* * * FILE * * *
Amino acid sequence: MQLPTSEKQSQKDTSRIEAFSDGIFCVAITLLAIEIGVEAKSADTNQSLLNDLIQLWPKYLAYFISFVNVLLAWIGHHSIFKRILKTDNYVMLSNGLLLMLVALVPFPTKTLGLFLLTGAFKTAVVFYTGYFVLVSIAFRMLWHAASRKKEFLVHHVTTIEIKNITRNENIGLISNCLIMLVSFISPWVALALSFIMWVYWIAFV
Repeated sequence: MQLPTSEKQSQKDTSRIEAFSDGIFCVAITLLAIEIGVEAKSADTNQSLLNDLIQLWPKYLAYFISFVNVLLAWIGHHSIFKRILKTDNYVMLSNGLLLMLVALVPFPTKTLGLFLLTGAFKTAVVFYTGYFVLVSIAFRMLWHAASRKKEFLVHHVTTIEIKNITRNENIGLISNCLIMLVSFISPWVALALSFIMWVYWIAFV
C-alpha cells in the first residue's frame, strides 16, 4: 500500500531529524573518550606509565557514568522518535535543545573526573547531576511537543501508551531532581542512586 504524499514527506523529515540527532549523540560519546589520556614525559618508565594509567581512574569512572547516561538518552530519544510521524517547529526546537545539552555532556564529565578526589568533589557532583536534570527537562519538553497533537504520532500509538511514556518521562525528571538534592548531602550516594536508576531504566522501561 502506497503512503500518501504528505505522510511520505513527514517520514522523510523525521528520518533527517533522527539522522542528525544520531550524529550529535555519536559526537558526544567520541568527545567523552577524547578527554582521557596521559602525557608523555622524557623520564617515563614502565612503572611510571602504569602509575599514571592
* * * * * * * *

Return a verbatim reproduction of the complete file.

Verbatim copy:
Amino acid sequence: MQLPTSEKQSQKDTSRIEAFSDGIFCVAITLLAIEIGVEAKSADTNQSLLNDLIQLWPKYLAYFISFVNVLLAWIGHHSIFKRILKTDNYVMLSNGLLLMLVALVPFPTKTLGLFLLTGAFKTAVVFYTGYFVLVSIAFRMLWHAASRKKEFLVHHVTTIEIKNITRNENIGLISNCLIMLVSFISPWVALALSFIMWVYWIAFV
Repeated sequence: MQLPTSEKQSQKDTSRIEAFSDGIFCVAITLLAIEIGVEAKSADTNQSLLNDLIQLWPKYLAYFISFVNVLLAWIGHHSIFKRILKTDNYVMLSNGLLLMLVALVPFPTKTLGLFLLTGAFKTAVVFYTGYFVLVSIAFRMLWHAASRKKEFLVHHVTTIEIKNITRNENIGLISNCLIMLVSFISPWVALALSFIMWVYWIAFV
C-alpha cells in the first residue's frame, strides 16, 4: 500500500531529524573518550606509565557514568522518535535543545573526573547531576511537543501508551531532581542512586 504524499514527506523529515540527532549523540560519546589520556614525559618508565594509567581512574569512572547516561538518552530519544510521524517547529526546537545539552555532556564529565578526589568533589557532583536534570527537562519538553497533537504520532500509538511514556518521562525528571538534592548531602550516594536508576531504566522501561 502506497503512503500518501504528505505522510511520505513527514517520514522523510523525521528520518533527517533522527539522522542528525544520531550524529550529535555519536559526537558526544567520541568527545567523552577524547578527554582521557596521559602525557608523555622524557623520564617515563614502565612503572611510571602504569602509575599514571592